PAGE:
Building your expertise in a new field
If the events of 2020 had you thinking about shifting to a new career or new field within your industry, you’re not alone. A survey of Canadians in November 2020 found that 24 percent were reconsidering their professional goals in light of the COVID-19 pandemic.
In her Harvard Business Review article “Reinventing your career in the time of coronavirus,” Herminia Ibarra says that this is not surprising: “Unexpected events or shocks disrupt our habitual routines, jolt us out of our comfort zones, and lead us to ask big questions about what matters and what is worth doing.”
For many, those big questions are prompting personal and professional reassessment. Is your current career path aligned with your goals and values? Are you using your skills to your full potential? Are you still excited and challenged by your job?
As Ibarra notes in her article – and as many career counsellors will advise – there are many steps you can take to decide if you should alter your current professional path to pursue new options. It may be that you can make some tweaks to your current position, gain new skills through professional development classes or leverage the power of your network to move into a new position that brings you more satisfaction.
As you work through the pros and cons of making a career shift, you may realize that you are actually ready to work in a new area of specialization. If that’s the case, you should consider furthering your education to gain the knowledge, skills and credentials to accelerate this transition.
A professional master’s degree, like the Master of Engineering Leadership (MEL) or Master of Health Leadership & Policy (MHLP) may just be your launching pad to a new area of professional practice.
An important caveat is that these graduate degrees aren’t appropriate if you’re planning a complete career move from one industry sector to another. Students accepted into the MEL and MHLP programs must have three years of relevant professional experience in the area they intend to study. (See our eligibility requirements for more information.) Still, the sector specializations are broad enough that graduates are often able to pivot into related fields where they may find better job prospects and greater satisfaction.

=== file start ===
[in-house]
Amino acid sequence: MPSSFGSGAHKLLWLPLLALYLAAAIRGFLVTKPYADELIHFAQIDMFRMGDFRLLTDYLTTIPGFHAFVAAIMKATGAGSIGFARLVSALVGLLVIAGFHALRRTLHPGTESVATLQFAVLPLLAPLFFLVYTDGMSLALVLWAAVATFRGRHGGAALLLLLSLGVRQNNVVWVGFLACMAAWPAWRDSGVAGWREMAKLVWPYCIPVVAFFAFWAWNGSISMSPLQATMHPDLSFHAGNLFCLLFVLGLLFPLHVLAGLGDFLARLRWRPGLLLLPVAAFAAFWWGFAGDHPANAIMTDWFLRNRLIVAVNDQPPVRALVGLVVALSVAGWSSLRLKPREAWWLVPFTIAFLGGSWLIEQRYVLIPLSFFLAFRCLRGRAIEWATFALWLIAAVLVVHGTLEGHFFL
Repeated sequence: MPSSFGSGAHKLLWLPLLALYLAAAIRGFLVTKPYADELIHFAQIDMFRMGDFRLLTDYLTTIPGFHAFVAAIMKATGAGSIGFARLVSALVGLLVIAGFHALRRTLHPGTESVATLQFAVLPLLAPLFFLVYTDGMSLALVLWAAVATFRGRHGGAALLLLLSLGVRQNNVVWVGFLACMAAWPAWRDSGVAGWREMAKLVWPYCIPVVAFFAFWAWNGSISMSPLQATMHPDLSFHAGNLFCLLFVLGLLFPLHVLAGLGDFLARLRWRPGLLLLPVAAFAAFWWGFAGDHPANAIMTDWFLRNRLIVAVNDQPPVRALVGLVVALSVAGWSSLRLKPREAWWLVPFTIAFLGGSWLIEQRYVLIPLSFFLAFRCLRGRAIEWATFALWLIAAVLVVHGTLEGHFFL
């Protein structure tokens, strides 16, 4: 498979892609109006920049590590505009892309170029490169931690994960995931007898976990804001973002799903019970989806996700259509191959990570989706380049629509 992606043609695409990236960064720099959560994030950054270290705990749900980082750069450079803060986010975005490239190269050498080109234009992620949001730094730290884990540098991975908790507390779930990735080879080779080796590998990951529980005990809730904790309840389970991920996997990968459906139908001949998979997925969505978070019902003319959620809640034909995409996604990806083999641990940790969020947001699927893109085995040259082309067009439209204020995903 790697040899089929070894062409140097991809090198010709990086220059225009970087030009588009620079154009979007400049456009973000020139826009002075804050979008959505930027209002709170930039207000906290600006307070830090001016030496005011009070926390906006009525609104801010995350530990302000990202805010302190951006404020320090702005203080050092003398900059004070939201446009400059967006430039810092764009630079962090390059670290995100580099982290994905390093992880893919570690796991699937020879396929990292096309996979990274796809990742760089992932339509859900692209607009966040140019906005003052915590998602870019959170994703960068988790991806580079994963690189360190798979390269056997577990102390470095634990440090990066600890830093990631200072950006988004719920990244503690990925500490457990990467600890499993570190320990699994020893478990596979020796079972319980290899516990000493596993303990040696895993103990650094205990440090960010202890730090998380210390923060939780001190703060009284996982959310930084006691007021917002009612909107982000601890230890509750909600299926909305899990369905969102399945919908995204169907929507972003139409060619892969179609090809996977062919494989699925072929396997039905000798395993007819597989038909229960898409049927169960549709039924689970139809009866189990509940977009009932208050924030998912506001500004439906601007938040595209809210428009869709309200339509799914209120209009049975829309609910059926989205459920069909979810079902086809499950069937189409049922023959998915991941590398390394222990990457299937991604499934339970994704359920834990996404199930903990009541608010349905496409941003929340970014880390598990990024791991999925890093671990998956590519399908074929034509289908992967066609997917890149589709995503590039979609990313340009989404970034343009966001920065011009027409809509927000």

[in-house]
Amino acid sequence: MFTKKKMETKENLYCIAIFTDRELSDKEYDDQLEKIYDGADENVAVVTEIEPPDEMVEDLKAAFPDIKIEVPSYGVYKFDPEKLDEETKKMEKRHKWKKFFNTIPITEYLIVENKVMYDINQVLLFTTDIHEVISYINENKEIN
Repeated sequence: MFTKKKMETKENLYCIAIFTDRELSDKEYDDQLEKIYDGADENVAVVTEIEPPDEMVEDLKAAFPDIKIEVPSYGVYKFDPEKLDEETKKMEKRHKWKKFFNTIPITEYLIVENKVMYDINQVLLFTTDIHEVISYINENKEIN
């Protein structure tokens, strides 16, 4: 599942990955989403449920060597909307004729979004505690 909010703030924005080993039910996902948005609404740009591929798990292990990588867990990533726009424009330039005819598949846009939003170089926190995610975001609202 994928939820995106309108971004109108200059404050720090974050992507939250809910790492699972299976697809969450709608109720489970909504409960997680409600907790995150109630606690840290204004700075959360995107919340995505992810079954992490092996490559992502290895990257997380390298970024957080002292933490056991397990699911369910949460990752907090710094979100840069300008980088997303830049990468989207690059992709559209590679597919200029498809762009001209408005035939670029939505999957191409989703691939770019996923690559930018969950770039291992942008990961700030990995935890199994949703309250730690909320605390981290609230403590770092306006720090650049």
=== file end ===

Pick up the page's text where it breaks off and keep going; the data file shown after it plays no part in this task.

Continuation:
Namendra Anand applied to the Clean Energy Engineering program after working as an engineering manager at coal-fired generation plants because he wanted to gain expertise in clean energy generation and learn more about energy management.
The program expanded his knowledge and gave him tangible work experience in a new field through his capstone projects.
After graduating in 2019, he landed a job as regional energy co-ordinator for the Ogemawahj Tribal Council in Barrie, Ontario, a position aligned with his commitment to sustainability and interest in helping communities become more energy self-sufficient. (Read more about Namendra’s experience of the program.)
For other students, although they were not intending to shift careers, the program opened up new possibilities and sparked their interests in new directions. Arlene Singh, a 2019 graduate of the MHLP in Clinical Education, says she knew very little about virtual health care before starting her degree. But a practicum experience and the entrepreneurial skills she developed in her business and leadership courses gave her the foundation to transition from her role as a critical care nurse to working as a clinical planner with Vancouver Coastal Health’s virtual health team.
If you’re thinking about refocusing your career, it’s worth considering the value of a professional graduate degree like the MEL or MHLP. You’ll build expertise, encounter new ideas and grow your network – giving you the experience and credentials you need to launch into a new and more rewarding career.
Check out Why pursue a postgraduate degree?, our series of articles on the main reasons people choose to go back to school to explore whether a professional master’s degree is the right choice for you.